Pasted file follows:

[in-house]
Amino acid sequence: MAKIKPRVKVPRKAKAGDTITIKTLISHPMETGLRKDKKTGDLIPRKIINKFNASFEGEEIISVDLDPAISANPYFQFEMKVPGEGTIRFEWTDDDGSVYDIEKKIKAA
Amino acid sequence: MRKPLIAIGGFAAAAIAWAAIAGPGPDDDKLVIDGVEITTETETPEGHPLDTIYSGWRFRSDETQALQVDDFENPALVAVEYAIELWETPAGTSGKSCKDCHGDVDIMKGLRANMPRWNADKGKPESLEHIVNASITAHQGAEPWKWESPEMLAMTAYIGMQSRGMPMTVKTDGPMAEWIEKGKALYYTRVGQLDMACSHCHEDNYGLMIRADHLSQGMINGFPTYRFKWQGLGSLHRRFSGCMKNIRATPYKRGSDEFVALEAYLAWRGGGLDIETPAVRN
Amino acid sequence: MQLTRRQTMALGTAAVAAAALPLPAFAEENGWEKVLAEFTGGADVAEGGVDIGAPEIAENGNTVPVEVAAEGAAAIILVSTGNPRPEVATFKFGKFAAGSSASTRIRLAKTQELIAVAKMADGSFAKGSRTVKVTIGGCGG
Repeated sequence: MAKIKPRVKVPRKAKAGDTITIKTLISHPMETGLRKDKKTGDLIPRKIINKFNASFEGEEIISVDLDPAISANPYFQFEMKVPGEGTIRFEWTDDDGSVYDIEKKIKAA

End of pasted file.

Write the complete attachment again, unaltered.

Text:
[in-house]
Amino acid sequence: MAKIKPRVKVPRKAKAGDTITIKTLISHPMETGLRKDKKTGDLIPRKIINKFNASFEGEEIISVDLDPAISANPYFQFEMKVPGEGTIRFEWTDDDGSVYDIEKKIKAA
Amino acid sequence: MRKPLIAIGGFAAAAIAWAAIAGPGPDDDKLVIDGVEITTETETPEGHPLDTIYSGWRFRSDETQALQVDDFENPALVAVEYAIELWETPAGTSGKSCKDCHGDVDIMKGLRANMPRWNADKGKPESLEHIVNASITAHQGAEPWKWESPEMLAMTAYIGMQSRGMPMTVKTDGPMAEWIEKGKALYYTRVGQLDMACSHCHEDNYGLMIRADHLSQGMINGFPTYRFKWQGLGSLHRRFSGCMKNIRATPYKRGSDEFVALEAYLAWRGGGLDIETPAVRN
Amino acid sequence: MQLTRRQTMALGTAAVAAAALPLPAFAEENGWEKVLAEFTGGADVAEGGVDIGAPEIAENGNTVPVEVAAEGAAAIILVSTGNPRPEVATFKFGKFAAGSSASTRIRLAKTQELIAVAKMADGSFAKGSRTVKVTIGGCGG
Repeated sequence: MAKIKPRVKVPRKAKAGDTITIKTLISHPMETGLRKDKKTGDLIPRKIINKFNASFEGEEIISVDLDPAISANPYFQFEMKVPGEGTIRFEWTDDDGSVYDIEKKIKAA